A new study has said that some clothing firms in the United States are marketing sexy garments for pre-teen girls, reinforcing a destructive stereotype of female attractiveness.
Girls as young as six are being pitched clothing that highlights their breasts, buttocks or slimness or sends a message of sensuality, the study says.
Researchers led by Sarah Murnen, a professor of psychology at Kenyon College in Ohio, looked at 15 websites of popular clothing stores, ranging from bargain to high-end sectors of the junior US market.
Using 38 college students, they devised a system to assess the sexiness of various garments, and used this system to grade 5,666 clothing items.
Clothing was rated according to whether it had only childlike characteristics; revealed or emphasised an intimate body part; or had characteristics that were associated with sexiness.
An example of a "childlike" characteristic would be a top with a butterfly print in pastel colours.
In contrast, a bikini was coded as "revealing" because it exposed the waist and part of the chest. The bikini was considered "emphasising" if, for instance, it outlined each breast with triangular pieces of fabric.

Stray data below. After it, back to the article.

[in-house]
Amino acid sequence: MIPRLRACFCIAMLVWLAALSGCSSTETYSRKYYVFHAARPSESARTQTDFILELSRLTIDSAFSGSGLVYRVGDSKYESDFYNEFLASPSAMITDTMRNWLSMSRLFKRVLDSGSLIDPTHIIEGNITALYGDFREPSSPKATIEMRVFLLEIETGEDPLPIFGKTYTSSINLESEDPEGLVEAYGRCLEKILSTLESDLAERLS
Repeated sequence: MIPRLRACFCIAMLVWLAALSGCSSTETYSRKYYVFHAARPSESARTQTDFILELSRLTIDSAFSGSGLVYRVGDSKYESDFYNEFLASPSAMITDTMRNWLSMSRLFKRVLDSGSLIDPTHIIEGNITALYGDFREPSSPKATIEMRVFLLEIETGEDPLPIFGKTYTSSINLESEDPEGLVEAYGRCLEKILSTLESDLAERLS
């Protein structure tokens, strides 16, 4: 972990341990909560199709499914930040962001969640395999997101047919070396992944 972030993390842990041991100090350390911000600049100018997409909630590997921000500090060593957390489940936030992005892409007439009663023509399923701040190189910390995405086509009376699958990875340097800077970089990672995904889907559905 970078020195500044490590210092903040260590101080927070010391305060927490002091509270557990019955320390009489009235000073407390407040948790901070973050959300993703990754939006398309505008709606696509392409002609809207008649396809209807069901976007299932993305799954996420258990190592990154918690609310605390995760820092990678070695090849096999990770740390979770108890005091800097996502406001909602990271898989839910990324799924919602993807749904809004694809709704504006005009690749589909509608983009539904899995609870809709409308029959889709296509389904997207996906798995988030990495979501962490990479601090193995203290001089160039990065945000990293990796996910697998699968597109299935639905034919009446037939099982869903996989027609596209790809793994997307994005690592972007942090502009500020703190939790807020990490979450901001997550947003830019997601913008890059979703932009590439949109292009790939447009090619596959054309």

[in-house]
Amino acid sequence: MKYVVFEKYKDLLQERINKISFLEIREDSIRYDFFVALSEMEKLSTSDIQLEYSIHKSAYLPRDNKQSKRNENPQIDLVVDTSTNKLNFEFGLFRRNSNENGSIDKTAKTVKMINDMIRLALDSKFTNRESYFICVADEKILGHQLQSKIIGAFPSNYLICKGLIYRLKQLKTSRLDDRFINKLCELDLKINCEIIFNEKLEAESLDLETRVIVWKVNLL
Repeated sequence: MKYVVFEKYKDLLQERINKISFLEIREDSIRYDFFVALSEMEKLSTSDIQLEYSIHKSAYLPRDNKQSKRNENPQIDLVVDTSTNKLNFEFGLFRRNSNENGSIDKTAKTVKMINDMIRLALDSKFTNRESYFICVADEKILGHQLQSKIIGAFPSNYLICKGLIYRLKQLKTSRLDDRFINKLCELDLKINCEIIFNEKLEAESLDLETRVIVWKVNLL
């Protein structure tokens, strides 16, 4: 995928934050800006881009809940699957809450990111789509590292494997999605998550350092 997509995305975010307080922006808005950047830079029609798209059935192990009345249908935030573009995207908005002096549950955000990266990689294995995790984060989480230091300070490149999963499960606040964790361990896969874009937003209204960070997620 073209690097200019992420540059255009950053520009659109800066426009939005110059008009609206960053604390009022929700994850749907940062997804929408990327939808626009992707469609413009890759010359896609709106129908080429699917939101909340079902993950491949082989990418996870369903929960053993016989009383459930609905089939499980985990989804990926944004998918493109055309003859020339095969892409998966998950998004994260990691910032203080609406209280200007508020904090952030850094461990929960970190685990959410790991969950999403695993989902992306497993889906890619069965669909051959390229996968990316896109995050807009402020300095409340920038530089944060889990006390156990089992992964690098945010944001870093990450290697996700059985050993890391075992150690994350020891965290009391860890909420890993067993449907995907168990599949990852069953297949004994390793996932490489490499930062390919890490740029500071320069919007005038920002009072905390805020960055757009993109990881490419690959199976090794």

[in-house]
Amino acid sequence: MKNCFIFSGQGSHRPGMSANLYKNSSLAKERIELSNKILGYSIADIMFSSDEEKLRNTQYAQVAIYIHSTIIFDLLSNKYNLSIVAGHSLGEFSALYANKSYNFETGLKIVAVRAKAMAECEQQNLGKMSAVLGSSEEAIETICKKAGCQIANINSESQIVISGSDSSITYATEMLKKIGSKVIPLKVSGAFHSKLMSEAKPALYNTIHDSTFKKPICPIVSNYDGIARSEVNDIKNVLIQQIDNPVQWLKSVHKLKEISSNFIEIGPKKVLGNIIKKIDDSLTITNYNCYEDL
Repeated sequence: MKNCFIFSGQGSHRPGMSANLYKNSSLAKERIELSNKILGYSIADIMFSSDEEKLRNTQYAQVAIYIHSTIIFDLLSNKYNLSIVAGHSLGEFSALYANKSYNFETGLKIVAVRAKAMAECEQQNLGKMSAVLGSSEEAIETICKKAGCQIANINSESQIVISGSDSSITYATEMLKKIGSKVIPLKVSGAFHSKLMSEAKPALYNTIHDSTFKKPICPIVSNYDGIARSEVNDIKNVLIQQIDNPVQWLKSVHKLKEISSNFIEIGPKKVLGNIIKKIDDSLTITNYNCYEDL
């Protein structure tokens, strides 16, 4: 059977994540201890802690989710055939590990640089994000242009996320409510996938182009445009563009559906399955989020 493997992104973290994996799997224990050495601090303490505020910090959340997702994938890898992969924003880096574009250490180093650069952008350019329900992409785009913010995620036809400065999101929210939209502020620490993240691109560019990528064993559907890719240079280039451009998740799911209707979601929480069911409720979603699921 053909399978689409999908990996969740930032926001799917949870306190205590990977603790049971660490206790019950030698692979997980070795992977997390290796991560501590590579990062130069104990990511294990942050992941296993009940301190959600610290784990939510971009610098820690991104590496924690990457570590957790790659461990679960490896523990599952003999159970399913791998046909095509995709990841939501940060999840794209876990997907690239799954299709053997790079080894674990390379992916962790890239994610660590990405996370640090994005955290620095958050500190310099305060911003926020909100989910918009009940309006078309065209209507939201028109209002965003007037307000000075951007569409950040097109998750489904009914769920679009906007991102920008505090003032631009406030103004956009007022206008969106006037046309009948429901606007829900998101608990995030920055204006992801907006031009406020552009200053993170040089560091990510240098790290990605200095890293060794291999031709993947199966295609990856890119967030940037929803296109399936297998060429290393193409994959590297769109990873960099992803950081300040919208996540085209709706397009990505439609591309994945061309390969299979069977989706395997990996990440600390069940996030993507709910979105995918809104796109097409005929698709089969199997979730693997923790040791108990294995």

Similarly, highly-decorated back pockets on trousers -- adorned, for instance, with a bird or sequins -- were deemed "emphasising" because they drew attention to the buttocks.
Material that was lingerie-like (such as in slinky red or black fabric) or in leopard or zebra prints was categorised as having characteristics associated with sexiness.
Sixty-nine percent of the clothing assessed in the study had only child-like characteristics.
Four percent had only sexualising characteristics, while 25 percent had both sexualising and childlike characteristics. One percent had neither sexualised nor child-like characteristics.
The researchers said the biggest sexualisation was in clothing sold by "tween," or pre-teen stores, especially Abercrombie Kids, which came under fire in 2002 for selling thong underwear in children's sizes with "wink wink" and "eye candy" printed across the front.
The paper appears in a specialist journal, Sex Roles, published by Germany's Springer publishing house.
Its authors say girls face escalating demands placed to meet the Western stereotype of slimness and sexiness. The pressures of "self-objectification" can lead to body dissatisfaction, depression, low confidence and poor self-esteem.
"The co-occurrence of sexualising and child-like characteristics makes the sexualisation present in girl's clothing covert," it says.
"Confused parents parents might be persuaded to buy the leopard-pink miniskirt if it's bright pink. Clearly, sexiness is still visible beneath the bows or tie-dye colours."
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